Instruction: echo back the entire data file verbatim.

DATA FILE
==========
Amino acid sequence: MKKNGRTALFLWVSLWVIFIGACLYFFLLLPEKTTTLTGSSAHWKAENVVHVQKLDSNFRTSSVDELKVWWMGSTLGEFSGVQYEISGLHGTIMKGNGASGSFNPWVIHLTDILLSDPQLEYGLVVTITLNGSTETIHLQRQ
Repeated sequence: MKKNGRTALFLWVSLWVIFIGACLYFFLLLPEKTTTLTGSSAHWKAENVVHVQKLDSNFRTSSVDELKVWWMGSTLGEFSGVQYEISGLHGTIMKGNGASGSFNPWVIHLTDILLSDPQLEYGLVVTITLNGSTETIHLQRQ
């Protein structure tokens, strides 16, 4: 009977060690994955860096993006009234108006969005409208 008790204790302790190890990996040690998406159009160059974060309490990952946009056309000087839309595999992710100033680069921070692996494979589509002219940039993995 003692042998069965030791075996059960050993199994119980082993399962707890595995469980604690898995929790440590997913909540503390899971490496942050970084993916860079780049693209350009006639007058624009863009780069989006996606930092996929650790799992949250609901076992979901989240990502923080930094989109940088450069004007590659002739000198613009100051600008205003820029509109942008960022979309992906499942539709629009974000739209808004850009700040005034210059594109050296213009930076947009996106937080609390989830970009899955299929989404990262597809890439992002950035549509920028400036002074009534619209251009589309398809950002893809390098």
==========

Amino acid sequence: MKKNGRTALFLWVSLWVIFIGACLYFFLLLPEKTTTLTGSSAHWKAENVVHVQKLDSNFRTSSVDELKVWWMGSTLGEFSGVQYEISGLHGTIMKGNGASGSFNPWVIHLTDILLSDPQLEYGLVVTITLNGSTETIHLQRQ
Repeated sequence: MKKNGRTALFLWVSLWVIFIGACLYFFLLLPEKTTTLTGSSAHWKAENVVHVQKLDSNFRTSSVDELKVWWMGSTLGEFSGVQYEISGLHGTIMKGNGASGSFNPWVIHLTDILLSDPQLEYGLVVTITLNGSTETIHLQRQ
């Protein structure tokens, strides 16, 4: 009977060690994955860096993006009234108006969005409208 008790204790302790190890990996040690998406159009160059974060309490990952946009056309000087839309595999992710100033680069921070692996494979589509002219940039993995 003692042998069965030791075996059960050993199994119980082993399962707890595995469980604690898995929790440590997913909540503390899971490496942050970084993916860079780049693209350009006639007058624009863009780069989006996606930092996929650790799992949250609901076992979901989240990502923080930094989109940088450069004007590659002739000198613009100051600008205003820029509109942008960022979309992906499942539709629009974000739209808004850009700040005034210059594109050296213009930076947009996106937080609390989830970009899955299929989404990262597809890439992002950035549509920028400036002074009534619209251009589309398809950002893809390098």